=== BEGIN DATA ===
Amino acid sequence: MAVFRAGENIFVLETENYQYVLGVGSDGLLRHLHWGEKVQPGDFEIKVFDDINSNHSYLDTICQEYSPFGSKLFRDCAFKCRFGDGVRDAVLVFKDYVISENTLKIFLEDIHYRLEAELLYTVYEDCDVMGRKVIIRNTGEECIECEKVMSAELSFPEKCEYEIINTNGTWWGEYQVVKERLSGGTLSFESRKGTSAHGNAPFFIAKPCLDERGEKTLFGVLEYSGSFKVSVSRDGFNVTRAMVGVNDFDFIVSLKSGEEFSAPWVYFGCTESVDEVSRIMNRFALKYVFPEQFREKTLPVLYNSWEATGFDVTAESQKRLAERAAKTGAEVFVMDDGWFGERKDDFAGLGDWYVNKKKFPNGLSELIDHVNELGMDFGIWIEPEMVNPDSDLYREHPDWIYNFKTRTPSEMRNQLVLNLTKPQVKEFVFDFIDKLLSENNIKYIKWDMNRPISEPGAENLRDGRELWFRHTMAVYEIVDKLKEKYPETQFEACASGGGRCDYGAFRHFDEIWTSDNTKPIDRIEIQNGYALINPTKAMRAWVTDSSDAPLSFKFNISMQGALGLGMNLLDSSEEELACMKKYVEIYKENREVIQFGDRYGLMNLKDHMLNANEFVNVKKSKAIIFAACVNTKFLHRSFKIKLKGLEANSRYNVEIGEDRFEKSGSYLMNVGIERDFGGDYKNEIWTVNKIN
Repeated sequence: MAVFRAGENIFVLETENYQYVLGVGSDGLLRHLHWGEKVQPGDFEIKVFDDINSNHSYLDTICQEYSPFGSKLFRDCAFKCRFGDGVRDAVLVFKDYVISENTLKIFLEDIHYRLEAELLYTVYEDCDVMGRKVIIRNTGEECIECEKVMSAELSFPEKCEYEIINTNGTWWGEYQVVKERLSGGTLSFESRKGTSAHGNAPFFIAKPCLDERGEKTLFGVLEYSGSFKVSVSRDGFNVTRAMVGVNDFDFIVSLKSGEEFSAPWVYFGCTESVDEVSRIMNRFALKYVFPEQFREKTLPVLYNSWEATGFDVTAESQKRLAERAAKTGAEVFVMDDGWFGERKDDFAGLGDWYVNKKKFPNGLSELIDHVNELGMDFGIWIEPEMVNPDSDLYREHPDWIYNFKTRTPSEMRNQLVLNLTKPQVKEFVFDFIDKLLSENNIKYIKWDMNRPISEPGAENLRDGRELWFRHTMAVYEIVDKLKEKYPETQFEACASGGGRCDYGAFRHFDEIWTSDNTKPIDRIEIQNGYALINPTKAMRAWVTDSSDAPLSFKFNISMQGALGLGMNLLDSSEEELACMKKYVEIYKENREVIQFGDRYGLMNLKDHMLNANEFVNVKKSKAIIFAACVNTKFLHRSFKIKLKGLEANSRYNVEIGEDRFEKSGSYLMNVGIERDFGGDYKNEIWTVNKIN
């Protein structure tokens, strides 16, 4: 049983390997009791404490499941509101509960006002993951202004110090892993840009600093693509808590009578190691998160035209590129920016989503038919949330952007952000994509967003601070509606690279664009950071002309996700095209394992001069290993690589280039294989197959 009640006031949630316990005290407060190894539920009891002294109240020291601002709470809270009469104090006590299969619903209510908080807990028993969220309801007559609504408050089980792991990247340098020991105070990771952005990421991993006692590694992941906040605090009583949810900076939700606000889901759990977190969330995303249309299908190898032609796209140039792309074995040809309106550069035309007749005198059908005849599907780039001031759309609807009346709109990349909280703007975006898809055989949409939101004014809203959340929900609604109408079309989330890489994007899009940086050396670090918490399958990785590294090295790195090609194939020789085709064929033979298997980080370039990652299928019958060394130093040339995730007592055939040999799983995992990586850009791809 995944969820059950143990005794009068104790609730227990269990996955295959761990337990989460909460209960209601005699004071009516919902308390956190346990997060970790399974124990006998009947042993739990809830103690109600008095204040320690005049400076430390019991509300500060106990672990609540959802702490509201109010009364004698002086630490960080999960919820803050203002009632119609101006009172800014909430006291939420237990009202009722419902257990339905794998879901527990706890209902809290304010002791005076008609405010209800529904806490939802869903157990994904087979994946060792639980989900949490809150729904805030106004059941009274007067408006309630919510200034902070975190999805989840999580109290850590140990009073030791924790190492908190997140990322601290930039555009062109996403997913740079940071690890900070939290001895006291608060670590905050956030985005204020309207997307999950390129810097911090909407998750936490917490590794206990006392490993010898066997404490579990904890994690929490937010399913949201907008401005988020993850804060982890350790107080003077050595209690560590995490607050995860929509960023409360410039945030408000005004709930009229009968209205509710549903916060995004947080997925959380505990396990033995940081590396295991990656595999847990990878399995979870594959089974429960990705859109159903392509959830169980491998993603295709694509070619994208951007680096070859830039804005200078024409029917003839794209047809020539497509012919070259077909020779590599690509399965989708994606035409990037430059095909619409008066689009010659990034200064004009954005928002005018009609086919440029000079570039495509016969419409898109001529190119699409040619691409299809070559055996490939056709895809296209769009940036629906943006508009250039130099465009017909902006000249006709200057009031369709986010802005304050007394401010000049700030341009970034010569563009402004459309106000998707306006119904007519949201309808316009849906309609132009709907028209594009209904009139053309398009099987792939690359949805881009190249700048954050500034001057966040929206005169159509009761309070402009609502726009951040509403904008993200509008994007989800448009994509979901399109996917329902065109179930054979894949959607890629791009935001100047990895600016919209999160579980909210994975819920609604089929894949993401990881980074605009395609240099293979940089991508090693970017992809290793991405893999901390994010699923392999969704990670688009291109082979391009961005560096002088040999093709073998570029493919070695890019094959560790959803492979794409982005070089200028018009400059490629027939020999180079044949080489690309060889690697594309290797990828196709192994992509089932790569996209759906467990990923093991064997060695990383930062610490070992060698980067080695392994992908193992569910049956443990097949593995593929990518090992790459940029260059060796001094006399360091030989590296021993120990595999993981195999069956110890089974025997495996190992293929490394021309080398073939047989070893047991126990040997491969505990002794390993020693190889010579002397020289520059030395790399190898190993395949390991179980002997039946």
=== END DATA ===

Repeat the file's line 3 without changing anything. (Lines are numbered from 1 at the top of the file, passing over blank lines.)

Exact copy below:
């Protein structure tokens, strides 16, 4: 049983390997009791404490499941509101509960006002993951202004110090892993840009600093693509808590009578190691998160035209590129920016989503038919949330952007952000994509967003601070509606690279664009950071002309996700095209394992001069290993690589280039294989197959 009640006031949630316990005290407060190894539920009891002294109240020291601002709470809270009469104090006590299969619903209510908080807990028993969220309801007559609504408050089980792991990247340098020991105070990771952005990421991993006692590694992941906040605090009583949810900076939700606000889901759990977190969330995303249309299908190898032609796209140039792309074995040809309106550069035309007749005198059908005849599907780039001031759309609807009346709109990349909280703007975006898809055989949409939101004014809203959340929900609604109408079309989330890489994007899009940086050396670090918490399958990785590294090295790195090609194939020789085709064929033979298997980080370039990652299928019958060394130093040339995730007592055939040999799983995992990586850009791809 995944969820059950143990005794009068104790609730227990269990996955295959761990337990989460909460209960209601005699004071009516919902308390956190346990997060970790399974124990006998009947042993739990809830103690109600008095204040320690005049400076430390019991509300500060106990672990609540959802702490509201109010009364004698002086630490960080999960919820803050203002009632119609101006009172800014909430006291939420237990009202009722419902257990339905794998879901527990706890209902809290304010002791005076008609405010209800529904806490939802869903157990994904087979994946060792639980989900949490809150729904805030106004059941009274007067408006309630919510200034902070975190999805989840999580109290850590140990009073030791924790190492908190997140990322601290930039555009062109996403997913740079940071690890900070939290001895006291608060670590905050956030985005204020309207997307999950390129810097911090909407998750936490917490590794206990006392490993010898066997404490579990904890994690929490937010399913949201907008401005988020993850804060982890350790107080003077050595209690560590995490607050995860929509960023409360410039945030408000005004709930009229009968209205509710549903916060995004947080997925959380505990396990033995940081590396295991990656595999847990990878399995979870594959089974429960990705859109159903392509959830169980491998993603295709694509070619994208951007680096070859830039804005200078024409029917003839794209047809020539497509012919070259077909020779590599690509399965989708994606035409990037430059095909619409008066689009010659990034200064004009954005928002005018009609086919440029000079570039495509016969419409898109001529190119699409040619691409299809070559055996490939056709895809296209769009940036629906943006508009250039130099465009017909902006000249006709200057009031369709986010802005304050007394401010000049700030341009970034010569563009402004459309106000998707306006119904007519949201309808316009849906309609132009709907028209594009209904009139053309398009099987792939690359949805881009190249700048954050500034001057966040929206005169159509009761309070402009609502726009951040509403904008993200509008994007989800448009994509979901399109996917329902065109179930054979894949959607890629791009935001100047990895600016919209999160579980909210994975819920609604089929894949993401990881980074605009395609240099293979940089991508090693970017992809290793991405893999901390994010699923392999969704990670688009291109082979391009961005560096002088040999093709073998570029493919070695890019094959560790959803492979794409982005070089200028018009400059490629027939020999180079044949080489690309060889690697594309290797990828196709192994992509089932790569996209759906467990990923093991064997060695990383930062610490070992060698980067080695392994992908193992569910049956443990097949593995593929990518090992790459940029260059060796001094006399360091030989590296021993120990595999993981195999069956110890089974025997495996190992293929490394021309080398073939047989070893047991126990040997491969505990002794390993020693190889010579002397020289520059030395790399190898190993395949390991179980002997039946």